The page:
Luke wrote two volumes, the Gospel of Luke and the Book of Acts. His second book, the Book of Acts emphasizes the mission to the nations—a crucial mission without which we would not have Gentile Christians today (though we might at least have Messianic Judaism). But before recounting the mission to Gentiles in Acts, Luke prepares his audience by recounting Jesus’s mission to other kinds of outsiders in his first volume, the Gospel of Luke.
If we want to be ready for mission in another location, we can start preparing by crossing cultural and other barriers closer to home.
Throughout Luke’s Gospel, Jesus ministers to those lacking status and power in his culture (such as the poor and non-elite women). Among those alienated from society, he reaches out to “sinners”—those marginalized by virtue of their behavior. His kingdom does not depend on human political or military power; he pursues the lowly, showing that God is not impressed with our worldly credentials. Yet Jesus not only ministers to the marginalized; he builds his new kingdom around them.
Scripture often reports that God is near the lowly but far from the proud (e.g., Matt 23:12; Luke 1:52; 14:11; 18:14; Jms 4:6; 1 Pet 5:5); he reveals himself in human weakness more than in what the world deems power (1 Cor 1:18-26; 2 Cor 12:9; 13:4). Jesus welcomes everyone, but it is those who recognize their desperate need of him who most welcome him. If we recognize our need to depend fully on God, we are blessed. If we do not, we need to spend more time among the broken and the lowly, learning from their hearts.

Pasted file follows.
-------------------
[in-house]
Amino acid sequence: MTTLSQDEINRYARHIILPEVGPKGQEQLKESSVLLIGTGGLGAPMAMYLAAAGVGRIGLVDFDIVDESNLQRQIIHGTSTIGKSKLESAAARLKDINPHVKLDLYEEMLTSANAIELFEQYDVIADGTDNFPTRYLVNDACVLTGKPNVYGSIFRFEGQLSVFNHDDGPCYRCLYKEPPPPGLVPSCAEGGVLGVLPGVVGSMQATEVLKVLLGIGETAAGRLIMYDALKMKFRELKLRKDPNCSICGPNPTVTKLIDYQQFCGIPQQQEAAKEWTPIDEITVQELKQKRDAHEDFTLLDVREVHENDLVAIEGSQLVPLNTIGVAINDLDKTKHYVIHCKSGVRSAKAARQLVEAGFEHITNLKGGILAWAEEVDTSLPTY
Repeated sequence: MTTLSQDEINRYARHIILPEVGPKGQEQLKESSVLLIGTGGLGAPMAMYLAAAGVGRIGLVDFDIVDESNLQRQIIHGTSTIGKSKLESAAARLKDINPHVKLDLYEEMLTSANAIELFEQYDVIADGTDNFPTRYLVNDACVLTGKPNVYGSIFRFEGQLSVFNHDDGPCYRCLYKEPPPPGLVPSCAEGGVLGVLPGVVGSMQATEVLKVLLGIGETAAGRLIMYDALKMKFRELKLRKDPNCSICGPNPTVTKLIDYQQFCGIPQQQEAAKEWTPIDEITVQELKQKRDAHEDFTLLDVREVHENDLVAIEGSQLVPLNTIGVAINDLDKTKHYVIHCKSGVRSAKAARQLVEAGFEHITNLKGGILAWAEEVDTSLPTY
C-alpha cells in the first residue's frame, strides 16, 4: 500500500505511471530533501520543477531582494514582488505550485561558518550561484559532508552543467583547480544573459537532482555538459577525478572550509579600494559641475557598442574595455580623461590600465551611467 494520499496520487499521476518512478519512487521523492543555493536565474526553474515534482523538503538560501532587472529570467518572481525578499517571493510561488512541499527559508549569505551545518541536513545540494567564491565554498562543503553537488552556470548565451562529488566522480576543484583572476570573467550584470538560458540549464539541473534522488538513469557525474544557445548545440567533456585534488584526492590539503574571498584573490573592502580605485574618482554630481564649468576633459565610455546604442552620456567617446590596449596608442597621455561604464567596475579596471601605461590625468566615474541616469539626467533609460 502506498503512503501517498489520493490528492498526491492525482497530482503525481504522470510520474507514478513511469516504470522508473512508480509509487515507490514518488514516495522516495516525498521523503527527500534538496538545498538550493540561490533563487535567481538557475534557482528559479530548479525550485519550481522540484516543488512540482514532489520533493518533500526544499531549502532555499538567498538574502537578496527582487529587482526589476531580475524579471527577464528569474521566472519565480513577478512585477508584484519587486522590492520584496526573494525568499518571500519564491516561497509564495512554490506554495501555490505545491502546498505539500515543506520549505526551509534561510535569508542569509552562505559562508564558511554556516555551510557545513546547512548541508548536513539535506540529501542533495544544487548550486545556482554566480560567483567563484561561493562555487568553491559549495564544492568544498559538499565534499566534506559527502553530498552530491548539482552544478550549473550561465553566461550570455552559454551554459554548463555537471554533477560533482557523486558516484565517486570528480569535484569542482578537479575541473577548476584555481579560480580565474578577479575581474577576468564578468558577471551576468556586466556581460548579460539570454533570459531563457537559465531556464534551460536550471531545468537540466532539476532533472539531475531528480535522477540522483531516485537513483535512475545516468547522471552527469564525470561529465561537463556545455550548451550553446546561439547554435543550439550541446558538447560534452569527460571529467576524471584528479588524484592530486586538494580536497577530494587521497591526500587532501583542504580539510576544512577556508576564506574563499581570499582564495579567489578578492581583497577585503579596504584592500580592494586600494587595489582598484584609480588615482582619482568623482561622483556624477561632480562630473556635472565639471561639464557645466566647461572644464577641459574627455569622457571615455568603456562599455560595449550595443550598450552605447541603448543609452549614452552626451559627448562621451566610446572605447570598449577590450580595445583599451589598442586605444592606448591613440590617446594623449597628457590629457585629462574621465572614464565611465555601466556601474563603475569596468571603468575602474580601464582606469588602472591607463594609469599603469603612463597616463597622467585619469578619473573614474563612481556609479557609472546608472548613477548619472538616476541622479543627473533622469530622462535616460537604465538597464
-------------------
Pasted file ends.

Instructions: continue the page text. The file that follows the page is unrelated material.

In Luke 7:36-50, he welcomes the controversial gift that one such marginalized person offers.
It was considered pious to invite a popular sage over for dinner, and Simon the Pharisee has invited Jesus for dinner (Luke 7:36). At banquets, guests typically reclined on large, backless couches (three or four diners per couch), their feet pointed away from the tables; sometimes outsiders might come watch. A woman of ignoble repute in the community (so 7:37) enters the house and begins washing Jesus’s feet, wiping them with her hair. Simon is offended: surely a prophet like Jesus would know this woman’s ill repute. Indeed, in his culture respectable married women (i.e., respectable adult women) covered their hair in public. Thus by wiping Jesus’s feet with her hair, as far as Simon was concerned, the woman put her sinfulness on display!